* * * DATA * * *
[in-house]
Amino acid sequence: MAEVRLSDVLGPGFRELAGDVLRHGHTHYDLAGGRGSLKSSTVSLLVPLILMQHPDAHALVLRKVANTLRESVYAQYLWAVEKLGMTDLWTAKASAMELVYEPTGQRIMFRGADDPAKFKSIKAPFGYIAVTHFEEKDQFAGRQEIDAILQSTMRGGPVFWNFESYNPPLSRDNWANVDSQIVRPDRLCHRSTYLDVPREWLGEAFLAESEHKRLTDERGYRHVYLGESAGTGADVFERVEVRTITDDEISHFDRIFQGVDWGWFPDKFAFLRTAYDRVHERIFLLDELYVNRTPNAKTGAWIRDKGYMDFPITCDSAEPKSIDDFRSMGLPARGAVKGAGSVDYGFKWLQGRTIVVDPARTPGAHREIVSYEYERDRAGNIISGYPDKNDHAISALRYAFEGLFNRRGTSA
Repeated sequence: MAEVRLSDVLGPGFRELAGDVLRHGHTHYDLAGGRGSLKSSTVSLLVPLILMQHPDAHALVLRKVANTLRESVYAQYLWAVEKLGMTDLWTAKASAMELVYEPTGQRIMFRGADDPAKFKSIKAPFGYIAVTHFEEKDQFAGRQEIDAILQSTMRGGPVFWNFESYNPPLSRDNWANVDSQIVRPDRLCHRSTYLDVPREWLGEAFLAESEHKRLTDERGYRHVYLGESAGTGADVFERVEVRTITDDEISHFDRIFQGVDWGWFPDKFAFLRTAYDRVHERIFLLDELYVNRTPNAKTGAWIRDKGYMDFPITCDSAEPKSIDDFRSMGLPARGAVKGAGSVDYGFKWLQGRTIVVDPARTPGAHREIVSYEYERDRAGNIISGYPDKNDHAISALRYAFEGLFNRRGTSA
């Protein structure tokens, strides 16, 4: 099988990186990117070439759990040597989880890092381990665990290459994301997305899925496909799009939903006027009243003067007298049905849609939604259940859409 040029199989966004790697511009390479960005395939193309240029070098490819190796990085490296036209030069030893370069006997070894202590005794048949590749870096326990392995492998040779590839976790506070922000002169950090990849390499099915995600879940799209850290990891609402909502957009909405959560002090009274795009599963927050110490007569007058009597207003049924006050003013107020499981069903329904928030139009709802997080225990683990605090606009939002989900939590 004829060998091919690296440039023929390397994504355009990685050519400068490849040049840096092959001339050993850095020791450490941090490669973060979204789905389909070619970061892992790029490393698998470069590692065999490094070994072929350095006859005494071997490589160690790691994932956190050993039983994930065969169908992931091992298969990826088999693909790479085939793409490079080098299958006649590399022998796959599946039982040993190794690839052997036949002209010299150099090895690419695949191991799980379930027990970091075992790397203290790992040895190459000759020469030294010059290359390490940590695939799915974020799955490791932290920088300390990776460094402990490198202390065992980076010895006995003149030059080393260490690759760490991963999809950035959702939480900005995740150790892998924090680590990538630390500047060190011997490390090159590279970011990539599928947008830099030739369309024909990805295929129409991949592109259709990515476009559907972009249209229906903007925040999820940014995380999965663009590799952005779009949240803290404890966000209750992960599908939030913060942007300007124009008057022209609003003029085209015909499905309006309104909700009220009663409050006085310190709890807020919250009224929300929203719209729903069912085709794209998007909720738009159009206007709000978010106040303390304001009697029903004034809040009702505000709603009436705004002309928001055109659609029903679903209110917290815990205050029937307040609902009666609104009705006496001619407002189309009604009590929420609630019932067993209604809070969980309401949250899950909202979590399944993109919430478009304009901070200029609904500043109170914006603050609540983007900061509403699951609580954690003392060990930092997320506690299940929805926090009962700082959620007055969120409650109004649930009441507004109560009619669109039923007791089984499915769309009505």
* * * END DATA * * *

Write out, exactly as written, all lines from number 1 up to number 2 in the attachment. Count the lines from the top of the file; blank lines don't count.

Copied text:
[in-house]
Amino acid sequence: MAEVRLSDVLGPGFRELAGDVLRHGHTHYDLAGGRGSLKSSTVSLLVPLILMQHPDAHALVLRKVANTLRESVYAQYLWAVEKLGMTDLWTAKASAMELVYEPTGQRIMFRGADDPAKFKSIKAPFGYIAVTHFEEKDQFAGRQEIDAILQSTMRGGPVFWNFESYNPPLSRDNWANVDSQIVRPDRLCHRSTYLDVPREWLGEAFLAESEHKRLTDERGYRHVYLGESAGTGADVFERVEVRTITDDEISHFDRIFQGVDWGWFPDKFAFLRTAYDRVHERIFLLDELYVNRTPNAKTGAWIRDKGYMDFPITCDSAEPKSIDDFRSMGLPARGAVKGAGSVDYGFKWLQGRTIVVDPARTPGAHREIVSYEYERDRAGNIISGYPDKNDHAISALRYAFEGLFNRRGTSA